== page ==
The films of Joel and Ethan Coen are always a treat to watch. One reason I love them so much is that they are simultaneously an homage to a genre, a parody, and a rightful addition to that genre, as well. Take, for instance, Miller’s Crossing (1991), one of their early films, which portrays a prohibition era fight between two crime bosses, Leo (Albert Finney) … Continue reading Shrek: It’s like a Coen brothers film but without the ruthlessly dark depiction of life and humanity–also Smash Mouth
Warning: Spoilers!!! Warning: Spoilers!!! Warning: Spoilers!!! One of my favorite scenes from Tarantino’s films is towards the end of Kill Bill vol. 2 (2004), not long before our avenger Beatrix Kiddo (Uma Thurman) and Bill (David Carradine) square off in a final death match. Beatrix has a theory about herself, that she’s not really a killer and that she needed to get their child away from … Continue reading Rocketman: Elton John, Superman, and the Costumes we wear
Warning: Spoilers!!!!! Warning: Spoilers!!!! Warning: Spoilers!!! When I was a kid I found it fascinating how I could tell what decade a tv show was made within seconds of watching it. I didn’t need to know the plot or who the actors were, though that certainly helped. Costuming, hair, props, and things like cars and decor certainly factored in, but those weren’t necessary either. It … Continue reading The 39 Steps: Style, The Mandela Effect, and Don’t Forget the Trains . . . never forget the trains.
Writing a blog post about Hamlet (1990) reminds me of a story a professor of mine told me quite some time ago. The story was in service of helping us–his students–to prepare for an essay portion of an exam. Apparently, my professor as an undergraduate took several classes with the same professor. (We’ll call my professor SP, for student professor, to keep things clear.] The professor … Continue reading Hamlet: Metadrama, Hamlet’s Mid-Terms, and SP’s Final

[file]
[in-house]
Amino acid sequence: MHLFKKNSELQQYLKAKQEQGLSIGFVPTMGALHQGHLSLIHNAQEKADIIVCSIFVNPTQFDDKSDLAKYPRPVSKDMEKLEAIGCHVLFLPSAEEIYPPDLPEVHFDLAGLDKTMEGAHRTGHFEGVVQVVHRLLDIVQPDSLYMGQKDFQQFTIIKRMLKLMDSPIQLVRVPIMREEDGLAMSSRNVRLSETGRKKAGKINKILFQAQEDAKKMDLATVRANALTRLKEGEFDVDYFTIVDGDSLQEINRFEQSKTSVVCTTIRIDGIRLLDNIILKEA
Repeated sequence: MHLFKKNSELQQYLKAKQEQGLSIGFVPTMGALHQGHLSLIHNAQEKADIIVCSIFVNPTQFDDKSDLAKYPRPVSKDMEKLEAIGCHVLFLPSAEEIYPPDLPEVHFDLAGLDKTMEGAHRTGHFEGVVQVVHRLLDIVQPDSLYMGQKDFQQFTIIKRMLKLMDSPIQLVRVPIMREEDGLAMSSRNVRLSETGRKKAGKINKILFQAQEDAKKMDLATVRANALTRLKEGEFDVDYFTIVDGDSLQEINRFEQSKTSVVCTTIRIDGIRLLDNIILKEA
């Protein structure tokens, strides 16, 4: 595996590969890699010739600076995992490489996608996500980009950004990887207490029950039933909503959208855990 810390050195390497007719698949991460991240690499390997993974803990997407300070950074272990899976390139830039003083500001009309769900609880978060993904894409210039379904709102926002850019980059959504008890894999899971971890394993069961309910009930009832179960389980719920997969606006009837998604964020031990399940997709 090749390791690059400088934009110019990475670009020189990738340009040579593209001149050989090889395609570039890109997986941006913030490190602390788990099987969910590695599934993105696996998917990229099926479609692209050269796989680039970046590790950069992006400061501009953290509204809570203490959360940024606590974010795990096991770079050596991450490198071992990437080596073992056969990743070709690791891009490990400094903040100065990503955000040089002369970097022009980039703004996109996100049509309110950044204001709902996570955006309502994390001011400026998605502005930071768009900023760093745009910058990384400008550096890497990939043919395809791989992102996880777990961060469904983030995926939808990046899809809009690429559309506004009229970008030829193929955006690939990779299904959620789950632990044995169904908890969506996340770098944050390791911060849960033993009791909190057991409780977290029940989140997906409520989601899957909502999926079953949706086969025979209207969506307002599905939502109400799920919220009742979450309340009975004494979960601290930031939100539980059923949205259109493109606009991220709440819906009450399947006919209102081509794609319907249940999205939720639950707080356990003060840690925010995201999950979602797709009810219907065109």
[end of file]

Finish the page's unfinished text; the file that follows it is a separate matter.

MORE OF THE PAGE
Warning: Spoilers! The genre of teen films, which I call teen angst, has slowly evolved over time. There’s classics like American Graffiti (1973), Grease (1978), and The Last Picture Show (1971), but there’s a way in which these films look at teenagers more than looking out from amongst them. Many of these films depict teen life, sometimes with great nuance, but there’s no sense that the … Continue reading What’s New is Old is New Again: The DUFF and Teen Angst Film
I wonder what Fred Rogers–known to the world as Mr. Rogers–thought of George Herbert and John Donne. I wonder what those two poets would have thought of Fred Rogers. Watching Won’t You Be My Neighbor? (2018), a bio-pic documentary directed by Morgan Neville, brought those questions to mind. It brought a lot else to mind, including memories, convictions, and a little bit of cynicism. The … Continue reading Intellect and Love: “Won’t You By My Neighbor?”